What is an Ecumenical Council? Vatican I 1869-1870 Councils occur at critical time of Church Not everyday event; only 3 councils in last 450 years – Trent,
Vatican I and Vatican II Vatican I responding to impact of Enlightenment on Faith Pius IX “Del Filius” deals with faith, reason & revelation with theme that faith is not opposed to reason Council dealing with role of Papacy/Church in world – Pope stripped of temporal powers & question of relevance in world leads Council to define governing authority of Pope; infallibility of Pope in regard to doctrine; reaffirm Pope as Vicar of Christ Vatican I best prepared Council – 4 commissions on dogma, discipline, religious orders & church/state politics Council cut short due to Franco - Prussian War 1870
What is an Ecumenical Council? Vatican II - Initially Reaction to Convoking Council When Pope convoked/called the Council, it was on the Feast of the Conversion of St. Paul and he announced it at St. Paul outside the Walls Official Vatican Newspaper did not report it in its news that day Following day, the calling of an Ecumenical Council was reported briefly on an inside page between two other news items – a synod for the diocese of Rome & reform of the Code of Canon Law Many surprised by Pope; considered there was no need & would be a mere formality & the Council would be short, reaffirming Church teaching & practice
What is an Ecumenical Council? Blessed Pope John XXIII
One of most beloved Popes and was seen as a “Pope of Passage” After Pius XII, cardinals looked for a more “pastoral” Pope World of John XXIII – increasing tension of wars; disunity & threat of
nuclear war; Cold War Question of John XXIII – how is Church to respond to this; Pope explains he was inspired to call a Council; others not so eager – the Secretary of State, Cardinal Tardini, hoped Pope would forget the idea Pope was not looking at Church but looking at world where for millions, Christ was unknown or irrelevant, yet Christ came into the World to be a “light to all peoples” John 1:9 Mission of Christianity/Church – yet how can Christians/Church be authentic “light” with the scandal of schism & division (Pope Benedict’s reaching out to the Anglican Community & Traditionalists) Pope had a vision of what it meant to be Catholic as something more than “pay, pray & obey”, rather Catholics are to be people of hope who work toward the fulfillment of God’s divine plan & God is a work in their lives.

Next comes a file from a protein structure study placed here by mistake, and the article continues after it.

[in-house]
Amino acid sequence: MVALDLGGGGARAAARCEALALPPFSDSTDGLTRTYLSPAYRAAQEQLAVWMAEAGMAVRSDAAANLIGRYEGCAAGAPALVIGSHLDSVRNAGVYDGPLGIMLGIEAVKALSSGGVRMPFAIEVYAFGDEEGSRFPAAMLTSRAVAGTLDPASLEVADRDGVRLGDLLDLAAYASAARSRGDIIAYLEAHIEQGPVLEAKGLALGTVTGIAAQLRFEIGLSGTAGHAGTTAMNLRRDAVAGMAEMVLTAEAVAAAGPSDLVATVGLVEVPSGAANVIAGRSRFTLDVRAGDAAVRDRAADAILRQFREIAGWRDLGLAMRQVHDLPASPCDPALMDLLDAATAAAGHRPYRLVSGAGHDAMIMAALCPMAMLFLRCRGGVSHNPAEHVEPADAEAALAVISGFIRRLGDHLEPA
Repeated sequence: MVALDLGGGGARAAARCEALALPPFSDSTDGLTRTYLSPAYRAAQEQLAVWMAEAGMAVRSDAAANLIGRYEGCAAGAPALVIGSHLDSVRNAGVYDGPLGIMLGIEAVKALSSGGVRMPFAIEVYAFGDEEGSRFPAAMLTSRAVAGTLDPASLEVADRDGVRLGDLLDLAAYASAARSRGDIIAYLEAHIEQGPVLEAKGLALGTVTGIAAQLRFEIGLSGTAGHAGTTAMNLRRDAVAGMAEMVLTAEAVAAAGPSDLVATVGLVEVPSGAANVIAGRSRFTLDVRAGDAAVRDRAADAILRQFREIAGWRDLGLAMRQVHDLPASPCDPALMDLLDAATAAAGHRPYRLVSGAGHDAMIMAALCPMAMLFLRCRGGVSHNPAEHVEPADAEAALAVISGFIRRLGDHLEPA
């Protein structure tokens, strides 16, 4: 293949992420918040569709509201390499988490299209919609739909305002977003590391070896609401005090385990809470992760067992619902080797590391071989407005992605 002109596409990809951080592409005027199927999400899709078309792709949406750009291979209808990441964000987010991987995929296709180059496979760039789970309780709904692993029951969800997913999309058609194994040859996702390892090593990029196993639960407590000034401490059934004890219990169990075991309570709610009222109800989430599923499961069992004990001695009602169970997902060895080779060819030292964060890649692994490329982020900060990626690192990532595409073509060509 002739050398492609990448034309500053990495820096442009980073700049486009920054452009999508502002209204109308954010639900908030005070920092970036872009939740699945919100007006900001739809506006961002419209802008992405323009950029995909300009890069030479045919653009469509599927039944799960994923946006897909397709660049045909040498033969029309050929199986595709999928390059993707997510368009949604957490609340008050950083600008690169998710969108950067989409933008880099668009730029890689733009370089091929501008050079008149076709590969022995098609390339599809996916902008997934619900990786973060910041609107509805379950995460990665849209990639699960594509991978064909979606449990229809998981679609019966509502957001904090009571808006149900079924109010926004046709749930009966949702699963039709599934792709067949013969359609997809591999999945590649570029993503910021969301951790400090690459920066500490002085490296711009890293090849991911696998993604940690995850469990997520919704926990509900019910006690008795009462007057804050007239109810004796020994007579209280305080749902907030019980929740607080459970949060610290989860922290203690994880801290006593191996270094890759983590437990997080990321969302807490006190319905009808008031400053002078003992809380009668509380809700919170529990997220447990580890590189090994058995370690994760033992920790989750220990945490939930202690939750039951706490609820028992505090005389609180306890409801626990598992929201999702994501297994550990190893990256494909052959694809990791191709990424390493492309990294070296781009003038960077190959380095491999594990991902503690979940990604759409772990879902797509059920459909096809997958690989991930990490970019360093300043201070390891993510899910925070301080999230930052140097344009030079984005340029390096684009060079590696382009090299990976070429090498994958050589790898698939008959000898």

What is an Ecumenical Council? Was there a need for a Council? In preparation for Vatican II, in the consultation process, over 21 volumes of suggestions submitted – why such a volume if Church was in good order? Serious debate & discussion at Vatican II – there were conflicts & divisions Yet final votes on different decrees & documents have overwhelming conscious & support of Church elders Bishops discover collegiate in Vatican II Problems after Vatican II – abuses, confusion & disorientation occur after Councils; after Vatican I, there was a schism where a break away group formed “Old Catholic Church” Focus of Vatican II Council is purpose/role of Church in the Modern world; how it is to communicate the deposit of Faith to the World
What is an Ecumenical Council? Vatican II Vatican II, some suggest is the competition of Vatican I; In Vatican I, role of Pope defined; in Vatican II, role of bishops, clergy & laity defined Issues of Church in modern world addressed – Church’s role & mission – Matthew 5:14 “go, be a light to all nations” Reminders: Jesus promised would remain with Church Holy Spirit guides Church into all Truth Faith prospective essential in approaching Vatican II Council Cannot look at Council just as a human, political, social or historical event Called to recognize Holy Spirit at work in Councils – faith event